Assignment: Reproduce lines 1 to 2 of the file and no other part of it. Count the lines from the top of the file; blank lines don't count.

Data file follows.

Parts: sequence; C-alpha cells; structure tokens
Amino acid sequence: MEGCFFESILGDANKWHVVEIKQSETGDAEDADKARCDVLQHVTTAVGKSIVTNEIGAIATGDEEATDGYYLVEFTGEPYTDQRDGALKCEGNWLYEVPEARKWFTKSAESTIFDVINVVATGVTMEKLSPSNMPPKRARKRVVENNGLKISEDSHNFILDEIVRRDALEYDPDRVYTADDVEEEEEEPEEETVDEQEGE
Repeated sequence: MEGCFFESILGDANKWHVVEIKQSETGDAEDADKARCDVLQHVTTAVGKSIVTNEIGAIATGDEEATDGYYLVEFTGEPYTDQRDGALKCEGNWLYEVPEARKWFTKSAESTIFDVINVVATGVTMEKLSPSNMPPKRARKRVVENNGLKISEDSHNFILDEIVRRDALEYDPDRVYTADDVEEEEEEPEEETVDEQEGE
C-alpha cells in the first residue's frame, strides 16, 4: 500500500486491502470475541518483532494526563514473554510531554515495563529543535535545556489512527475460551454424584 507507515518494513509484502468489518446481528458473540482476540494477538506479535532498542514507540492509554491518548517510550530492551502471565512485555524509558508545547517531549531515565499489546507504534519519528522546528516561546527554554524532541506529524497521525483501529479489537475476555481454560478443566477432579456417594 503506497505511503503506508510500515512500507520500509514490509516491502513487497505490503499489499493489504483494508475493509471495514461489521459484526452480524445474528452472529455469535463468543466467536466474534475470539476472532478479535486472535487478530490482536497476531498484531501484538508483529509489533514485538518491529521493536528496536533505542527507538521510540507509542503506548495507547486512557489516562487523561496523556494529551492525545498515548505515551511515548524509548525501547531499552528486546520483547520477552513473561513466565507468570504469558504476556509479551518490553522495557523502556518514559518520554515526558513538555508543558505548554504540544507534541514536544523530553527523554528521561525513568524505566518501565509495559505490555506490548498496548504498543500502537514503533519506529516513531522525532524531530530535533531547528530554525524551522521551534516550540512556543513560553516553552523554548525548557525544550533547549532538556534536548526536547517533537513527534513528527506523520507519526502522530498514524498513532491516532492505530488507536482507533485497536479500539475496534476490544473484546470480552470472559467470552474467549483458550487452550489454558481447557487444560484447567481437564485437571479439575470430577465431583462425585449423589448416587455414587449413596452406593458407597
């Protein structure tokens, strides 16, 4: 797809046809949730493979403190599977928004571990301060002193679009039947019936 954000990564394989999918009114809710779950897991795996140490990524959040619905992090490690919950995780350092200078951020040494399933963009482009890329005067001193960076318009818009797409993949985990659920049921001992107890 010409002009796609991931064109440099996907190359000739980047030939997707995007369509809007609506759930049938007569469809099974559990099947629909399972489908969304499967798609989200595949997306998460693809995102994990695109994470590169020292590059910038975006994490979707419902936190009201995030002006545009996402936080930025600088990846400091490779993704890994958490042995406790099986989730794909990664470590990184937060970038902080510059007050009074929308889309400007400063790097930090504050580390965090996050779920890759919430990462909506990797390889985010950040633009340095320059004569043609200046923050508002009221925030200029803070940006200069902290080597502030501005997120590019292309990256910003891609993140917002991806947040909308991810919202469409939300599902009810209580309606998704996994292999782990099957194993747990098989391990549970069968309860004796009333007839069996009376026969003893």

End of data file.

Parts: sequence; C-alpha cells; structure tokens
Amino acid sequence: MEGCFFESILGDANKWHVVEIKQSETGDAEDADKARCDVLQHVTTAVGKSIVTNEIGAIATGDEEATDGYYLVEFTGEPYTDQRDGALKCEGNWLYEVPEARKWFTKSAESTIFDVINVVATGVTMEKLSPSNMPPKRARKRVVENNGLKISEDSHNFILDEIVRRDALEYDPDRVYTADDVEEEEEEPEEETVDEQEGE